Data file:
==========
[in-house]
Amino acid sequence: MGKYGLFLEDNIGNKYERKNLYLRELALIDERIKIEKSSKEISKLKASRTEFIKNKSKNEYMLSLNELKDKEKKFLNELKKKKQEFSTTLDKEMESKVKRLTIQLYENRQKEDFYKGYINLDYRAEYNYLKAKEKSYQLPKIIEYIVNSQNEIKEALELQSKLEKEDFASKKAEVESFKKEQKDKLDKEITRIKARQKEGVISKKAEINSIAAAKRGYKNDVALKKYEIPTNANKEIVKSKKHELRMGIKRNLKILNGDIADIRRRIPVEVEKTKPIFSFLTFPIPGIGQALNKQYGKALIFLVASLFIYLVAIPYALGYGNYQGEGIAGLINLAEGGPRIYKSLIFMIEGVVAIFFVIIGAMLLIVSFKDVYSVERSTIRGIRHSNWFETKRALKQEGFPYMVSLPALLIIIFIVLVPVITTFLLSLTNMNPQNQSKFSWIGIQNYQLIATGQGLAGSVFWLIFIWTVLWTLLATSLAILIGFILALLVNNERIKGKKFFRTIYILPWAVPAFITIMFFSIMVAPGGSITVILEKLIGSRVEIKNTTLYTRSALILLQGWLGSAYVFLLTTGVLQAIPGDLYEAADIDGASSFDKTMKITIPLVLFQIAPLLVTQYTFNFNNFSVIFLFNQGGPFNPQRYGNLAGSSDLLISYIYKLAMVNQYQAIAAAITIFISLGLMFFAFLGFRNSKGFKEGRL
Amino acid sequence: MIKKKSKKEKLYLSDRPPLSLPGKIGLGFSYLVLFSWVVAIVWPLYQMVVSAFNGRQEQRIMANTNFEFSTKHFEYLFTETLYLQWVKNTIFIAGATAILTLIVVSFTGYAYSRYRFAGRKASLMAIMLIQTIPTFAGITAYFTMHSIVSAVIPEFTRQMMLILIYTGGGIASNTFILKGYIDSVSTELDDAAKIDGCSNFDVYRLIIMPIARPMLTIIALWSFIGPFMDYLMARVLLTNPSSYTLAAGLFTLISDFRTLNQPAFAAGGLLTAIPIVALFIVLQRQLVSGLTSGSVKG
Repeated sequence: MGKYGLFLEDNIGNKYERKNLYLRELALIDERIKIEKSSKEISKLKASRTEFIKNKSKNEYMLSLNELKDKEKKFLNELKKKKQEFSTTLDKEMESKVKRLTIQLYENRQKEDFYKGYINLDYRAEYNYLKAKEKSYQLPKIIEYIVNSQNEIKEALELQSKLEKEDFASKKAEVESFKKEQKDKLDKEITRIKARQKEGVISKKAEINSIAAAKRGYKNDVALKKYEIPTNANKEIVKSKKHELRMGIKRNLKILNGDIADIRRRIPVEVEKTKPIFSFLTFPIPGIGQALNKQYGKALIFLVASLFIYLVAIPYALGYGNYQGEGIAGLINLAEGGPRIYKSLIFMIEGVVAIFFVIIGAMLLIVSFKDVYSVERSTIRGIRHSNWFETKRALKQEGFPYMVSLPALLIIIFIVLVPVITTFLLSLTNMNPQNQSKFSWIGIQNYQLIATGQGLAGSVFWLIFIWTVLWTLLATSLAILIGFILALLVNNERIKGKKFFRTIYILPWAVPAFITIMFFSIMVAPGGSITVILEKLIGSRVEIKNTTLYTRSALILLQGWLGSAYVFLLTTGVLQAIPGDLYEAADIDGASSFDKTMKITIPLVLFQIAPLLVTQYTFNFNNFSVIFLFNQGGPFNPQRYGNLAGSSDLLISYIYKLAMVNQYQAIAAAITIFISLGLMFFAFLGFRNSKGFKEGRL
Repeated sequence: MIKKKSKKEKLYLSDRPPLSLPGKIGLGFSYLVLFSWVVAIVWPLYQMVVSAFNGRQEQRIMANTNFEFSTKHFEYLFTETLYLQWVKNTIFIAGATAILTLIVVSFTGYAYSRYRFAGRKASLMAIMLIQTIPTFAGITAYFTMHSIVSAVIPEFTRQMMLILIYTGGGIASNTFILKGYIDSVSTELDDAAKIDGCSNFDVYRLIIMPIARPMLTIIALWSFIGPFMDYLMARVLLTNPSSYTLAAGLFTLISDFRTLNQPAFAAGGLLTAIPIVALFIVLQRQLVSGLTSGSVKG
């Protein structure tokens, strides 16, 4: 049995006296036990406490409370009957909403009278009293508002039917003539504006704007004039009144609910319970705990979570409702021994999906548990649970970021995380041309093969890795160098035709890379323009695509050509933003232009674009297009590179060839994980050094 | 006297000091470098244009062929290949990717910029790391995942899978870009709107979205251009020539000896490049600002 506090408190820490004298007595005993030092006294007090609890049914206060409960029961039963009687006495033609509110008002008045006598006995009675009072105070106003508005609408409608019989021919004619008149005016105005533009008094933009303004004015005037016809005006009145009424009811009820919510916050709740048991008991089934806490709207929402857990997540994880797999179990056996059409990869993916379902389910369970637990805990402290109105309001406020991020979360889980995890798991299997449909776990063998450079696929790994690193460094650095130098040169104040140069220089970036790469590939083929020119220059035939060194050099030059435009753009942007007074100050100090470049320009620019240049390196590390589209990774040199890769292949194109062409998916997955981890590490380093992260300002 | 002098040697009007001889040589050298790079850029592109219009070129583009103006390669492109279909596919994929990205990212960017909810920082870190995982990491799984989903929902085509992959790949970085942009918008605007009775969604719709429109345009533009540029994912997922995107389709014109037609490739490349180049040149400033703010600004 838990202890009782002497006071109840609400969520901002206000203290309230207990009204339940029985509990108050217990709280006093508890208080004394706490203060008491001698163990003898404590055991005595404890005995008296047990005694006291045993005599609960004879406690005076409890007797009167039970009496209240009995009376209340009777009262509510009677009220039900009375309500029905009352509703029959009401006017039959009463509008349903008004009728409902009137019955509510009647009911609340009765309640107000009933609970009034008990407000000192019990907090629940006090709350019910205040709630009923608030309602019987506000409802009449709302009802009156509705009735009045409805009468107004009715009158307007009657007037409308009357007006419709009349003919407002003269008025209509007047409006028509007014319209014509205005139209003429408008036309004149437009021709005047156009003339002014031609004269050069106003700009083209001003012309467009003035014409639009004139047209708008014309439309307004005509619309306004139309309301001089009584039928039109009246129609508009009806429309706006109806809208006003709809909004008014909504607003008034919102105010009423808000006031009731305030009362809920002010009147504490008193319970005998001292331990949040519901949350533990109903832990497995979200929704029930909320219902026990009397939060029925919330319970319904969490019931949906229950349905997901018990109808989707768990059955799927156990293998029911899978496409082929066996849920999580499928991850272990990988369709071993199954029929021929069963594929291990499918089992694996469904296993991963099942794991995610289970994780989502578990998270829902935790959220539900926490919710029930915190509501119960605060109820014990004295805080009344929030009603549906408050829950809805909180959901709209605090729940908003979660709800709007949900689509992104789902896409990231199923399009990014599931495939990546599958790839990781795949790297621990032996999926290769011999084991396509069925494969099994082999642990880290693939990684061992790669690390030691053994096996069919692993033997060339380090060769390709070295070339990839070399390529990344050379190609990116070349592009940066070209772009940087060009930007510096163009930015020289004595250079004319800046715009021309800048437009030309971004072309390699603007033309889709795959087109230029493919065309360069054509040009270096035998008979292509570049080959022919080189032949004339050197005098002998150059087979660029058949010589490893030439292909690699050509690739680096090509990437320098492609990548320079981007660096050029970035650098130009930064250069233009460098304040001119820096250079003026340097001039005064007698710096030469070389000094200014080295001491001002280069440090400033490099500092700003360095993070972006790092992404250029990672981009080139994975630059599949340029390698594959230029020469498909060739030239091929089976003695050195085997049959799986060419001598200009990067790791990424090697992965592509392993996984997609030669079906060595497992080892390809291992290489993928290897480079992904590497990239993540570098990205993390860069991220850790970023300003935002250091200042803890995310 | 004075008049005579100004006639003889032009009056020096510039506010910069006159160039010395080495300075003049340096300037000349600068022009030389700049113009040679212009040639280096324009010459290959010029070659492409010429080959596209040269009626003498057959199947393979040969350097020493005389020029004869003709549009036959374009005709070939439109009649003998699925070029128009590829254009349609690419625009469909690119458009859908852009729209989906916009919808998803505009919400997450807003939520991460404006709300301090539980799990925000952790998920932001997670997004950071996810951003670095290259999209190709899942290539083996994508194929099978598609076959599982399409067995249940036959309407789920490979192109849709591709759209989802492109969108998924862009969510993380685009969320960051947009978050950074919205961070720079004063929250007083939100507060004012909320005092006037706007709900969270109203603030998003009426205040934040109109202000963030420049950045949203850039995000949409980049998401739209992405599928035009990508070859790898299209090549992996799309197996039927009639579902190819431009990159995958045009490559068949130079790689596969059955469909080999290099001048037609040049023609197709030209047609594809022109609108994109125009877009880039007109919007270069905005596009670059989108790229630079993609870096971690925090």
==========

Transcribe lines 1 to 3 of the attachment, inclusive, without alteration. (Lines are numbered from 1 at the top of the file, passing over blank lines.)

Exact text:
[in-house]
Amino acid sequence: MGKYGLFLEDNIGNKYERKNLYLRELALIDERIKIEKSSKEISKLKASRTEFIKNKSKNEYMLSLNELKDKEKKFLNELKKKKQEFSTTLDKEMESKVKRLTIQLYENRQKEDFYKGYINLDYRAEYNYLKAKEKSYQLPKIIEYIVNSQNEIKEALELQSKLEKEDFASKKAEVESFKKEQKDKLDKEITRIKARQKEGVISKKAEINSIAAAKRGYKNDVALKKYEIPTNANKEIVKSKKHELRMGIKRNLKILNGDIADIRRRIPVEVEKTKPIFSFLTFPIPGIGQALNKQYGKALIFLVASLFIYLVAIPYALGYGNYQGEGIAGLINLAEGGPRIYKSLIFMIEGVVAIFFVIIGAMLLIVSFKDVYSVERSTIRGIRHSNWFETKRALKQEGFPYMVSLPALLIIIFIVLVPVITTFLLSLTNMNPQNQSKFSWIGIQNYQLIATGQGLAGSVFWLIFIWTVLWTLLATSLAILIGFILALLVNNERIKGKKFFRTIYILPWAVPAFITIMFFSIMVAPGGSITVILEKLIGSRVEIKNTTLYTRSALILLQGWLGSAYVFLLTTGVLQAIPGDLYEAADIDGASSFDKTMKITIPLVLFQIAPLLVTQYTFNFNNFSVIFLFNQGGPFNPQRYGNLAGSSDLLISYIYKLAMVNQYQAIAAAITIFISLGLMFFAFLGFRNSKGFKEGRL
Amino acid sequence: MIKKKSKKEKLYLSDRPPLSLPGKIGLGFSYLVLFSWVVAIVWPLYQMVVSAFNGRQEQRIMANTNFEFSTKHFEYLFTETLYLQWVKNTIFIAGATAILTLIVVSFTGYAYSRYRFAGRKASLMAIMLIQTIPTFAGITAYFTMHSIVSAVIPEFTRQMMLILIYTGGGIASNTFILKGYIDSVSTELDDAAKIDGCSNFDVYRLIIMPIARPMLTIIALWSFIGPFMDYLMARVLLTNPSSYTLAAGLFTLISDFRTLNQPAFAAGGLLTAIPIVALFIVLQRQLVSGLTSGSVKG